Does something truly qualify as a mystery if nobody knows about it in the first place? Or, put another way: How do you have a "whodunnit" if you don't even know what the "it" is?
Two Boston-born filmmakers wrestled with those riddles, along with many, many, many others, in their pursuit of the little-known story of the world's biggest art heist, the 1990 St. Patrick's Day dead-of-the-night rip-off of Boston's Isabella Stewart Gardner Museum. Two Rembrandt paintings, a Vermeer, a Manet and five Degas drawings were among the 13 works stolen that March night. At the time, experts put the value of loss at about $200 million. Today, the artwork is worth somewhere around $500 million.
None of the art has been recovered. None of the thieves has been positively identified, let alone brought to trial. A $10 million reward lays unclaimed.
More than 30 years have passed. Still, nothing. It is a mystery crying for the telling.
In a four-part true crime series on Netflix, "This is a Robbery," brothers Nick and Colin Barnicle breathe life into a story that they've been after for years. Their first challenge: Letting people know that there is a story there.
"I honestly think that 99 percent of people just didn't know the story. At all," says Colin Barnicle, who served as the director of the film. "I do feel like it's an unwieldy story. It's 31 years and there's a ton of threads ...
"I think the major pull in doing this was to bring everything all together, get a real good look at the case file, so to speak. And that was tough."
What Happened at the Gardner Museum?
In the first hours of March 18, 1990, two men dressed as Boston police officers were buzzed into a side door of the museum, a building that The New York Times described as "an evocative, almost magical place where generations of Bostonians have gone to admire art, seek a moment of solace or take a date to kindle romance." The thieves immediately subdued the two security guards on duty, hustling them into the basement and duct-taping their hands and feet. For the next 81 minutes, the robbers roamed the museum freely.
The bad guys cut Rembrandt's "Christ in the Storm on the Sea of Galilee" — Rembrandt's only painted seascape — and "A Lady and Gentleman in Black" from their frames. They lifted the Vermeer — "The Concert" — and other pieces out of their frames, and took even more works off walls and pedestals.
The thieves didn't get past the motion sensors, which were activated and later provided a virtual map of their footsteps. But at the time, the alarms weren't connected to any outside source. So at 2:45 a.m., after two trips to their getaway vehicle, the criminals softly slipped away. The guards were discovered, unharmed and still bound, when cleaning crews arrived later that morning.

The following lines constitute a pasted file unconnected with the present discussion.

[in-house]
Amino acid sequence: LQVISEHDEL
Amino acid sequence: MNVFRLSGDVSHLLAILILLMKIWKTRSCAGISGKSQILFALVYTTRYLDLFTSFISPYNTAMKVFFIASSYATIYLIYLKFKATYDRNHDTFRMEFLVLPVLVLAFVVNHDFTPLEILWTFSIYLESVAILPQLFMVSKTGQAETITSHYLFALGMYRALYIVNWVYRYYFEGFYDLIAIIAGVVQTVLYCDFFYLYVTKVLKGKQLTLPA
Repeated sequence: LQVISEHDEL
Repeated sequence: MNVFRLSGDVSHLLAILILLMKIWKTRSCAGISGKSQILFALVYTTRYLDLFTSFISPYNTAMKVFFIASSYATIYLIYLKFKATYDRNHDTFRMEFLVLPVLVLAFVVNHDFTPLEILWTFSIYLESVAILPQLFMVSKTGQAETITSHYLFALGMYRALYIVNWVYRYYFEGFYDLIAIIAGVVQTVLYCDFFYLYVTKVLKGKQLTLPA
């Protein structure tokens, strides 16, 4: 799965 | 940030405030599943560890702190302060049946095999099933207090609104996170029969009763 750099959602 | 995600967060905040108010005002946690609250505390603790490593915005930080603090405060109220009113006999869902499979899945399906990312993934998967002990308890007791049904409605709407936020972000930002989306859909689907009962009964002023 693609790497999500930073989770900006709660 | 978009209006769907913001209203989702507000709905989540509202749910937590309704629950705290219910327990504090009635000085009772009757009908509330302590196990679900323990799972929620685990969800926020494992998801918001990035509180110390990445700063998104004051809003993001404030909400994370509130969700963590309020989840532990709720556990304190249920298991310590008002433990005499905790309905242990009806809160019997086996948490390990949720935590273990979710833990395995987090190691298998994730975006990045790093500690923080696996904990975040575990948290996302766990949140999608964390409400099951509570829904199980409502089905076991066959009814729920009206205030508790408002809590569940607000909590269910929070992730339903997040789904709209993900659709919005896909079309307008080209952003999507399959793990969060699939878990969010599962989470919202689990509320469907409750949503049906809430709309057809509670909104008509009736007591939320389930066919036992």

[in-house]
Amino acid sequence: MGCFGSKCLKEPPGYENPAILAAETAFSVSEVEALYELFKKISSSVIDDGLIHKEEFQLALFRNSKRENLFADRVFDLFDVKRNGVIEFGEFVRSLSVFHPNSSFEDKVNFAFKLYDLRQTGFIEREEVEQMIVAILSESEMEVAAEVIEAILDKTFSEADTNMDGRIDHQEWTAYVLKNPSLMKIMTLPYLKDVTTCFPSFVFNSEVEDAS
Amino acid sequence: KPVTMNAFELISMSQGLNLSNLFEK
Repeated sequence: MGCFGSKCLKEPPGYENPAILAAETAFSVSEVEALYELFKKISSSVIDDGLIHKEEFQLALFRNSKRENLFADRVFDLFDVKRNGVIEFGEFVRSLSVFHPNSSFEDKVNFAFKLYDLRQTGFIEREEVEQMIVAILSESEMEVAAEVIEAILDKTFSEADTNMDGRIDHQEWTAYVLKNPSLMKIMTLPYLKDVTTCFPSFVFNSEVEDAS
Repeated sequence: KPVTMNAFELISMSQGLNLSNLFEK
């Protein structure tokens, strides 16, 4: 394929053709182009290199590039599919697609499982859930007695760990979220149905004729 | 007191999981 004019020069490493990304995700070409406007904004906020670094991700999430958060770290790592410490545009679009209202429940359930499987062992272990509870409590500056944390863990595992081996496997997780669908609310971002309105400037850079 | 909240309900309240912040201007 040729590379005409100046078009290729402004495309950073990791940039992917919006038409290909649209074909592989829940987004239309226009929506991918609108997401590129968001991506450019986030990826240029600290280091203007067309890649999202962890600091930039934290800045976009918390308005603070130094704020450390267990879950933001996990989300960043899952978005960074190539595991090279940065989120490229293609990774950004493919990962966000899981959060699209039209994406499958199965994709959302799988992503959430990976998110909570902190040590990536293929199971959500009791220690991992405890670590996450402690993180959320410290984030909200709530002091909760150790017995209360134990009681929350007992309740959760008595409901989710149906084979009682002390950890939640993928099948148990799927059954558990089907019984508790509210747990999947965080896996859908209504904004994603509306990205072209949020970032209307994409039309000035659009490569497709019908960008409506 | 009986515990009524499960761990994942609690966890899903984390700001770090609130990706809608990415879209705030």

Almost immediately recognized as the largest art heist ever, the robbery instantly was big news throughout the world. But by later that year, as leads disintegrated and investigations by the police and the FBI foundered, the Gardner Museum theft faded from the front pages of newspapers and out of the public consciousness.
Yet the mystery, and its two biggest questions, remain: Who did it? And, more importantly, where is the artwork?
Reviving the Story
The Barnicle brothers began thinking about the project in 2013, and started in on producing it a year later. In its finished form, "This is a Robbery: The World's Biggest Art Heist" is a roughly four-hour series. (The brothers say a "Barnicle Cut" might last for days.) It showcases many of the story's more outrageous characters.
There's the stoner security guard who allowed the thieves into the museum and was suspected, early on, of being part of an inside job. There's the notorious art thief, Myles Connor, who also was briefly considered a suspect and who helped the brothers shed light on a grimy world of crime bosses and their muscle.
There are mobsters (names like Whitey Bulger, Bobby Donati, Bobby Guarente and Carmello Merlino are all tossed out); dogged reporters and amateur sleuths; the respected curator of the museum, Ann Hawley; FBI agents, police, lawyers. All of them figure, in one way or another, in an intricate tale that rests largely on the premise that the artwork was stolen by members of a Boston organized crime syndicate.
The belief: Jailed wiseguys can use priceless art to barter for their freedom, a kind of "Get Out of Jail Free" masterpiece for mobsters.
Some of the suspects in the crime are now dead. Some have been cleared of suspicion. Some we may not even know about yet.
But at this point, despite all the digging by law enforcement, local newspapers, several authors (including Stephen Kurkjian in "Master Thieves: The Boston Gangsters Who Pulled Off the World's Greatest Art Heist"), and the Barnicles themselves, the case couldn't be colder. You have to wonder now if we'll ever know who pulled off this heist or if we'll ever see the artwork again.
Nick Barnicle wonders, too. But after all these years, he's keeping the faith.
"The power of Netflix's platform is incredible, just the reach. To have the story go out globally, I don't think that's a small thing in terms of potentially solving the mystery," says Nick, who served as one of the executive producers of the film. "This is the first really big documentary on it to reach a large audience.
"I think that [Boston reporter] Shelley Murphy says it best [in the film]: It may just be [solved with] an innocuous, 'Hey, grandpa's dead, look what we found,' next-generation type of thing."
Does that mean he envisions a happy ending to the greatest art heist ever?
"I wouldn't be so shocked to see one or two of the pieces [still] in the New England area. Are all 13 together? Probably not. Are all 13 coming back? Probably not," Nick says. "But we'd like to see one come back."
Have You Seen Any of the Stolen Art?